When you’ve topped the singles chart for a record breaking sixteen weeks, career-wise, there’s nowhere to go but down. For Bryan Adams, this was certainly the case. None of the albums he released in the wake of ‘Waking Up The Neighbours’ and its world dominating Robin Hood single in the early 90s were a patch on most of their predecessors. There were glimmers of goodness, of course: his collaborative single with ex-Spice Girl Melanie C remains a career highlight and 1999’s parent album ‘On a Day Like Today’ was pleasant enough, but generally speaking, it’s just a few tracks here and there which impress from then on in. Most of his twenty first century output possibly doesn’t resonate with anyone but the more hardcore fan. 2014’s ‘Tracks of My Years‘ was especially grim; aside from a few examples, the covers album represents either a spent force or contractual obligation and for Adams, it was a genuine nadir.
With a need for a shake up, Bryan teamed up with Electric Light Orchestra frontman and producer Jeff Lynne in 2015. The resultant album, ‘Get Up!’ is mostly unlike anything to appear in the Bryan Adams catalogue before. It is, however, a lot like many things with which Lynne has had a creative hand. …But then, if you call upon Jeff Lynne for production duties, you know exactly what he’ll do. The gated snare drum will be in full effect, there will be a few slide guitars inspired by George Harrison’s mid 70s work and there will be a strong focus on a lot of mid-range sounds. In short, ‘Get Up!’ – far from being like a spiritual cousin to his ‘Reckless’ youth, as occasionally hinted – is Bryan Adams’s “Wilbury Record”. Jeff may have only co-written one tune of the nine (the rest penned by Adams with his familiar collaborator Jim Vallance), but even so, the results are frighteningly Wilbury-fied, perhaps even more than many would have originally guessed.
The most blatant example of Jeff’s handiwork comes as a kick starter: although only produced by Lynne, ‘You Belong To Me’ could easily be one of his leftovers, being a shuffling rock ‘n’ roller that recycles the best bits of Traveling Wilburys’ ‘Rattled’ and Lynne’s own ‘Don’t Let Go’ [from his own ‘Armchair Theatre‘]. An over-filtered, fifties style twangin’ geetar is hugely present from the outset, the gated snare is in full force; Lynne’s production is shiny and professional. Somewhere in the middle of this musical backdrop – that, admittedly – Lynne could have foisted upon pretty much any singer of his choosing – is a familiar and slightly gravel-toned voice. Adams never sounded like this before…it’s a bit of a shock, but armed with this jaunty arrangement and a reasonable hook, it all works, against the odds. Perhaps, more importantly, for the first time in years, Adams sounds like he’s having fun. ‘Go Down Rockin” is much more like the Adams we’ve all come to expect. A thinner guitar tone during the intro hints at his 80s work, but with the rest of the band joining, this mid-paced and very radio friendly affair soon settles into a more pop-rock groove akin to a few tracks from ‘On a Day Like Today’. The chorus is a little repetitive, but a pleasingly easy riff and a few woo-hoo’s lift the spirits and the guitar solo, while perfunctory, seems well placed. A couple of hints of Lynne shine through – occasional stabbed piano and a drum that nods to ELO’s ‘Don’t Bring Me Down’ are evident (and naturally become more obvious with each play) but it’s not Wilbury overkill…at least for now.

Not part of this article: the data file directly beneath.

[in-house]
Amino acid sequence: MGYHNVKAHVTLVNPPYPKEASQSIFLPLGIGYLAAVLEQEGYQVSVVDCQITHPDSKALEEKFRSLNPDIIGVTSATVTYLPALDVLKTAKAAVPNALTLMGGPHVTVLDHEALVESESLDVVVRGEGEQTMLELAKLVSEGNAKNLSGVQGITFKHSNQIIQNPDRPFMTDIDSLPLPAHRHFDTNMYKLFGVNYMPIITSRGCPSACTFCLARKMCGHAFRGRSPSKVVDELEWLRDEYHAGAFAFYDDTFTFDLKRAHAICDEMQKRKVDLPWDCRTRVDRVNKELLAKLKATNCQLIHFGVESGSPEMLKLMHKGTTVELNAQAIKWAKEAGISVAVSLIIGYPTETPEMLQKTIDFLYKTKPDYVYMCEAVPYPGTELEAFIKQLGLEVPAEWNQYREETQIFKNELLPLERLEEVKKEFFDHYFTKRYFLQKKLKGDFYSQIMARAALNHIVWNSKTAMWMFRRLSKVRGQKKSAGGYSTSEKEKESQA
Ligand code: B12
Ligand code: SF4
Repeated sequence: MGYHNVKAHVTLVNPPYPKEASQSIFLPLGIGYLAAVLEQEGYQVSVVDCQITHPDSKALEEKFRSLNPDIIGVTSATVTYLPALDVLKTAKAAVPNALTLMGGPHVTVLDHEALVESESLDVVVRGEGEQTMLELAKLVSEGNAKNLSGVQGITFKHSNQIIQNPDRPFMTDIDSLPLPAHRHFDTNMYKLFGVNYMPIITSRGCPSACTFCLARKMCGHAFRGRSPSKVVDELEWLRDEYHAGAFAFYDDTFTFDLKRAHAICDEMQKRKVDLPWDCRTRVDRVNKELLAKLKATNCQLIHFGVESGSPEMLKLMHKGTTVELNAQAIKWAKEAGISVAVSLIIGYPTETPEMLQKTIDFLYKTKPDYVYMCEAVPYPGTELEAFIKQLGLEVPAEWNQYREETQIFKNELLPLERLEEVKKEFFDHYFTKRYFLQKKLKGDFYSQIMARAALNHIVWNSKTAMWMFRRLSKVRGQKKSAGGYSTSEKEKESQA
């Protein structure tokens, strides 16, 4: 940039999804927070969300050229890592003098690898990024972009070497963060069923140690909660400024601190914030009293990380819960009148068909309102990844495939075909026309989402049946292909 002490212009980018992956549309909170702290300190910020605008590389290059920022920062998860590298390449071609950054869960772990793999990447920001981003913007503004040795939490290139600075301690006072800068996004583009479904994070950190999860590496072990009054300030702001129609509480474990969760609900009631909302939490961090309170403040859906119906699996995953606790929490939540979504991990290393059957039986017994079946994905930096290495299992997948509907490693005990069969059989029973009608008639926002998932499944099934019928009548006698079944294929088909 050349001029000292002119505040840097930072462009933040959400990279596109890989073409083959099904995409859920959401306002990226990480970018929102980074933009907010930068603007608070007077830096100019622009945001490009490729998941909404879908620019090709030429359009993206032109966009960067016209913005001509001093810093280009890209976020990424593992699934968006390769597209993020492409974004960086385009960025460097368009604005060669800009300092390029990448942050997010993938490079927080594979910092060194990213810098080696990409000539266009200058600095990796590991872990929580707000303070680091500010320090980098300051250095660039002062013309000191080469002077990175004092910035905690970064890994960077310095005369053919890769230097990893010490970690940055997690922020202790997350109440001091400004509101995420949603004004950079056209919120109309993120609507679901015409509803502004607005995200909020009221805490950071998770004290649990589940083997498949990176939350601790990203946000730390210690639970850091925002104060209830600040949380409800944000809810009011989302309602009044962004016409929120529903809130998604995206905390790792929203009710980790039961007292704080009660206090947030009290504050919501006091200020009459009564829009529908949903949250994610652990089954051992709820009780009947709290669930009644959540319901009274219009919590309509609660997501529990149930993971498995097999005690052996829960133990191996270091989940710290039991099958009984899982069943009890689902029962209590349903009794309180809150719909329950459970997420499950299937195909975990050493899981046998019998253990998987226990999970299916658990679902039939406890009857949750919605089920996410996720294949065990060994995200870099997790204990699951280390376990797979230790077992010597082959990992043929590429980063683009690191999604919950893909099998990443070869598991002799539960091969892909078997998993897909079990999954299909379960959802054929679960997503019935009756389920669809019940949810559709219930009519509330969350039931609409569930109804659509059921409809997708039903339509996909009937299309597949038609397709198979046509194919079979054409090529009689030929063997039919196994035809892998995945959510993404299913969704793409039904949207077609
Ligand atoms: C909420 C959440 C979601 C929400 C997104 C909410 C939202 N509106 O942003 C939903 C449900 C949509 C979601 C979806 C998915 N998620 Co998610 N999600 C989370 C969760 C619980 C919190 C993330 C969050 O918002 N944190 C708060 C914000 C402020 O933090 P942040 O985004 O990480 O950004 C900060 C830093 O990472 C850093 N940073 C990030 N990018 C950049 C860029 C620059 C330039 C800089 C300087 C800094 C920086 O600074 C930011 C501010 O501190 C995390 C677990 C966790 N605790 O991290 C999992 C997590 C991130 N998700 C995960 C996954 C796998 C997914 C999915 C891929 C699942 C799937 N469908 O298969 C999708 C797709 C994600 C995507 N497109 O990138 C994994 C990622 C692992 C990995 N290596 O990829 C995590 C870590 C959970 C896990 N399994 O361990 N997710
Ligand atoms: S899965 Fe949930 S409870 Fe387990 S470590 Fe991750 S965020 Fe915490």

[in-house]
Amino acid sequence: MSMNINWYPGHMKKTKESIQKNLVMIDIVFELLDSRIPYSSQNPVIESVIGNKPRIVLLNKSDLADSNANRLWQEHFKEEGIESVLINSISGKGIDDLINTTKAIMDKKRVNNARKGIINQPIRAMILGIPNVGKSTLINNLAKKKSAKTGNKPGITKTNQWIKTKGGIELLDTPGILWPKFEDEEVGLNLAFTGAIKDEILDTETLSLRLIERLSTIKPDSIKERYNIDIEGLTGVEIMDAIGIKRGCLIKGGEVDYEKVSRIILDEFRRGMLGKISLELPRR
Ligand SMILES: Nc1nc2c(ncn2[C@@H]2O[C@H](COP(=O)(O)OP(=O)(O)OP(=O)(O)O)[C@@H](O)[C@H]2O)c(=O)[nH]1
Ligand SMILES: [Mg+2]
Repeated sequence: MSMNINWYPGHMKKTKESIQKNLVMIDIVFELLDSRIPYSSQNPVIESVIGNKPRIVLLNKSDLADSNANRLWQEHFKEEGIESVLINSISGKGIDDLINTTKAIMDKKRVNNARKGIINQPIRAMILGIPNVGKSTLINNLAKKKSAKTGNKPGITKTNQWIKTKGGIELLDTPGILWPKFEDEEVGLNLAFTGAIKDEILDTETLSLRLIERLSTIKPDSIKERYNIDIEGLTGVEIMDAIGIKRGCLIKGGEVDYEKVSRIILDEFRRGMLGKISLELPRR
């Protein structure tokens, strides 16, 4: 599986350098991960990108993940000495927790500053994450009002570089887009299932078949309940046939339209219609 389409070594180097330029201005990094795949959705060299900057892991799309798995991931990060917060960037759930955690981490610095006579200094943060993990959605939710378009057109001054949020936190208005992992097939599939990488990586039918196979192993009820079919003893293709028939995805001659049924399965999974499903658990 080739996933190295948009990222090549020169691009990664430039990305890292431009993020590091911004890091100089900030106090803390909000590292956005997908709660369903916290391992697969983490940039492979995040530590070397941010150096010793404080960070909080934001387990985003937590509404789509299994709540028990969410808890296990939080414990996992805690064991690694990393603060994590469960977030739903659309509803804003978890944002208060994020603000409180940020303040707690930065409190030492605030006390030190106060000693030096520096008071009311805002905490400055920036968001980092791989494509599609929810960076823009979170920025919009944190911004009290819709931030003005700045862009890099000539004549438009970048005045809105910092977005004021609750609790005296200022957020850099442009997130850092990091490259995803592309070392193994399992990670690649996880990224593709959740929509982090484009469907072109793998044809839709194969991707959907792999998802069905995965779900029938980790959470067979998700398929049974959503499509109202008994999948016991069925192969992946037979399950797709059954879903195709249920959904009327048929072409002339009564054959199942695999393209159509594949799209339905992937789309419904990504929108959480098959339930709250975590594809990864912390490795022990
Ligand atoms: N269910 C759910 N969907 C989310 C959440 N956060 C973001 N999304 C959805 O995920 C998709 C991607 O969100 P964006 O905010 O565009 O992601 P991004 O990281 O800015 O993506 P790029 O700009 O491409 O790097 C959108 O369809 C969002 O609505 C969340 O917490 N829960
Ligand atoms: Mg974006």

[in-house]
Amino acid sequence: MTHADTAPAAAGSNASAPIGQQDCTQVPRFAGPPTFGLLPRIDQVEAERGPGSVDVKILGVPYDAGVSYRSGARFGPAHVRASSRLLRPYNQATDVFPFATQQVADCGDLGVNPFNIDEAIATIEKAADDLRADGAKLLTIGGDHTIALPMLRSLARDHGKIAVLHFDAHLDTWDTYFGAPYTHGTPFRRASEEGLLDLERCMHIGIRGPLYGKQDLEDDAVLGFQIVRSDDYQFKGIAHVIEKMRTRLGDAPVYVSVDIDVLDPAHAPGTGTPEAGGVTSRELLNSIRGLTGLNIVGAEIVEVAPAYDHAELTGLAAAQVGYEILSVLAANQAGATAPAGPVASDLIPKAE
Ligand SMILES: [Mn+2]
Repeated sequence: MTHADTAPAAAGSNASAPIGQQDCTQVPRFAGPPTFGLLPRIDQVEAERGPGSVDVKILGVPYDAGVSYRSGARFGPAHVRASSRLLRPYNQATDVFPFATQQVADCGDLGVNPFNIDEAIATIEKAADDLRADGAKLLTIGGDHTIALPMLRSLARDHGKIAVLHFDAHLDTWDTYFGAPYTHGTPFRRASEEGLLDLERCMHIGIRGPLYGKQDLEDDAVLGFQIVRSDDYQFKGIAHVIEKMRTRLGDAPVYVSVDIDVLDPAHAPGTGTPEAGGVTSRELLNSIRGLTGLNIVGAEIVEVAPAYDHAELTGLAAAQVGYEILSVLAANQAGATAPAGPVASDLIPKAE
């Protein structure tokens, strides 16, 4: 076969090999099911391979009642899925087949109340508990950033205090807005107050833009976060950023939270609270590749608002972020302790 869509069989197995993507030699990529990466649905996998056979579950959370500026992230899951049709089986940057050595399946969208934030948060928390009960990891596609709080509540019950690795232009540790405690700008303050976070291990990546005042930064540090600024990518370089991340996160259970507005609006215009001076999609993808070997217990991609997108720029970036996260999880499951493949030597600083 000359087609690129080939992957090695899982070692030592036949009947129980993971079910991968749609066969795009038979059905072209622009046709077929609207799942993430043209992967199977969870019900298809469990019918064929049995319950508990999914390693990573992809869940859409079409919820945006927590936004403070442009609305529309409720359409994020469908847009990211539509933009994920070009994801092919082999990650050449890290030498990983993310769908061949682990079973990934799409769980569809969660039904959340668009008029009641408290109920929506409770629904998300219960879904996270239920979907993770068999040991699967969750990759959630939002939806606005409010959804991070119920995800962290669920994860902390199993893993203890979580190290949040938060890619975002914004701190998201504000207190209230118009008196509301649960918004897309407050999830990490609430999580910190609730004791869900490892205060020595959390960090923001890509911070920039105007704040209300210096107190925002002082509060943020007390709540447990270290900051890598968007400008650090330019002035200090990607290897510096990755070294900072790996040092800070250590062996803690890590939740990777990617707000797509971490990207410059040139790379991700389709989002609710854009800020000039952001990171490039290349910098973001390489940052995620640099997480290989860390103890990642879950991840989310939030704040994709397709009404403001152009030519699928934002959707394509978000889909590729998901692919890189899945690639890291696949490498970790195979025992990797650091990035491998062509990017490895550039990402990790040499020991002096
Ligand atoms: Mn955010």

The album’s first ballad, ‘We Did It All’, meanwhile, couldn’t be more blatant a Wilbury homage. Lynne does for Adams here what he did for the Beatles on their two ‘Anthology’ singles in the 90s. In fact, with its mid paced chug and overly earnest vocal, this could even be ‘Real Love’ if you don’t listen too closely…or even closely. Similarly pulling from a tried and tested mould, the upbeat ‘That’s Rock ‘N’ Roll’ is a top feel-good tune. Adams, with some multi-tracked harmonies and an an infectious backing works through three minutes worth of radio friendly pop. A simple song, granted, but again, it sounds very much like a band having fun. The only small bug-bear is that you might find yourself wondering if it sounded so much like a track from Tom Petty’s ‘Into The Great Wide Open’ at the writing stage, or whether that’s purely down to Jeff’s signature at the sign-off.